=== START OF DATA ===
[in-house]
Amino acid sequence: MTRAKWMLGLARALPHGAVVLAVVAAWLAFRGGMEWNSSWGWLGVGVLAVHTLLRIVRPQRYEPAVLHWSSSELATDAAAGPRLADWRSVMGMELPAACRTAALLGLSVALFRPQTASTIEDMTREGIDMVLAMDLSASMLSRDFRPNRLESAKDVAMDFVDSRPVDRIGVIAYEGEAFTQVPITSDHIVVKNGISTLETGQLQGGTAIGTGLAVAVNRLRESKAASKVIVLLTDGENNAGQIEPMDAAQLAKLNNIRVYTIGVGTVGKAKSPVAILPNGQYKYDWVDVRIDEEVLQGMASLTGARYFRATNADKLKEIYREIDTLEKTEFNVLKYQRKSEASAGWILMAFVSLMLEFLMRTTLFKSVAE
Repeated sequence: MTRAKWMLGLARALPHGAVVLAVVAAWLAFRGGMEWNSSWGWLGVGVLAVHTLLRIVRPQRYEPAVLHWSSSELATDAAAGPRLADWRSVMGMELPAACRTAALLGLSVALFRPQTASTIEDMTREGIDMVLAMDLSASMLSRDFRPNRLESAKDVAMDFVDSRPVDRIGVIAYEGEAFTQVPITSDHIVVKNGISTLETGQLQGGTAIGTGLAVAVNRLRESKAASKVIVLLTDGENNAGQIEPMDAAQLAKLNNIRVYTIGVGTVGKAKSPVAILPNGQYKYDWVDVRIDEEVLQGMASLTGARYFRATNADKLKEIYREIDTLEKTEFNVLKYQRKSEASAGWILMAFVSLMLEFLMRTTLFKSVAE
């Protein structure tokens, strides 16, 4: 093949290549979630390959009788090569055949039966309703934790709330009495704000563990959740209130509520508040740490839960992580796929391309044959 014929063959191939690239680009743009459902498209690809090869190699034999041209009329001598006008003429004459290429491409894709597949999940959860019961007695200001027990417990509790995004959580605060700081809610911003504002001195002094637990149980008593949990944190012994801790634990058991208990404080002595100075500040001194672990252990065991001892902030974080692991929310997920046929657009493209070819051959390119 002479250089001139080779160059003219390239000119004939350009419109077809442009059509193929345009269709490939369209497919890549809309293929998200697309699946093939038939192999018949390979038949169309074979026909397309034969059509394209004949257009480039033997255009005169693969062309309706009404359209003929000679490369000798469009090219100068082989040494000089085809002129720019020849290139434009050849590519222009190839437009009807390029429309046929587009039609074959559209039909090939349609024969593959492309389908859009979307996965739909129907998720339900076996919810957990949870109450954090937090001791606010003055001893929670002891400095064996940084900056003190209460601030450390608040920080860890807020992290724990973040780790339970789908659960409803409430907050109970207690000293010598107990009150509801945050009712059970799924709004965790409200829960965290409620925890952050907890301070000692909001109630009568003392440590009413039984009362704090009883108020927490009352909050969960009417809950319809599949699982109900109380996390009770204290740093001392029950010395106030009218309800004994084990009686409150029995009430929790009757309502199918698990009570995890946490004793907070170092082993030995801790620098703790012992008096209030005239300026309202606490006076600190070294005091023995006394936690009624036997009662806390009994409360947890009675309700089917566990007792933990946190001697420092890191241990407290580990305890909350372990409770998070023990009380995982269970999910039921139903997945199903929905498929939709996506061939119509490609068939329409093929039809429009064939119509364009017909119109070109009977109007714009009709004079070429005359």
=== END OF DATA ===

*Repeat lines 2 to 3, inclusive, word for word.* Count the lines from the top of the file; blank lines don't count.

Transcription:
Amino acid sequence: MTRAKWMLGLARALPHGAVVLAVVAAWLAFRGGMEWNSSWGWLGVGVLAVHTLLRIVRPQRYEPAVLHWSSSELATDAAAGPRLADWRSVMGMELPAACRTAALLGLSVALFRPQTASTIEDMTREGIDMVLAMDLSASMLSRDFRPNRLESAKDVAMDFVDSRPVDRIGVIAYEGEAFTQVPITSDHIVVKNGISTLETGQLQGGTAIGTGLAVAVNRLRESKAASKVIVLLTDGENNAGQIEPMDAAQLAKLNNIRVYTIGVGTVGKAKSPVAILPNGQYKYDWVDVRIDEEVLQGMASLTGARYFRATNADKLKEIYREIDTLEKTEFNVLKYQRKSEASAGWILMAFVSLMLEFLMRTTLFKSVAE
Repeated sequence: MTRAKWMLGLARALPHGAVVLAVVAAWLAFRGGMEWNSSWGWLGVGVLAVHTLLRIVRPQRYEPAVLHWSSSELATDAAAGPRLADWRSVMGMELPAACRTAALLGLSVALFRPQTASTIEDMTREGIDMVLAMDLSASMLSRDFRPNRLESAKDVAMDFVDSRPVDRIGVIAYEGEAFTQVPITSDHIVVKNGISTLETGQLQGGTAIGTGLAVAVNRLRESKAASKVIVLLTDGENNAGQIEPMDAAQLAKLNNIRVYTIGVGTVGKAKSPVAILPNGQYKYDWVDVRIDEEVLQGMASLTGARYFRATNADKLKEIYREIDTLEKTEFNVLKYQRKSEASAGWILMAFVSLMLEFLMRTTLFKSVAE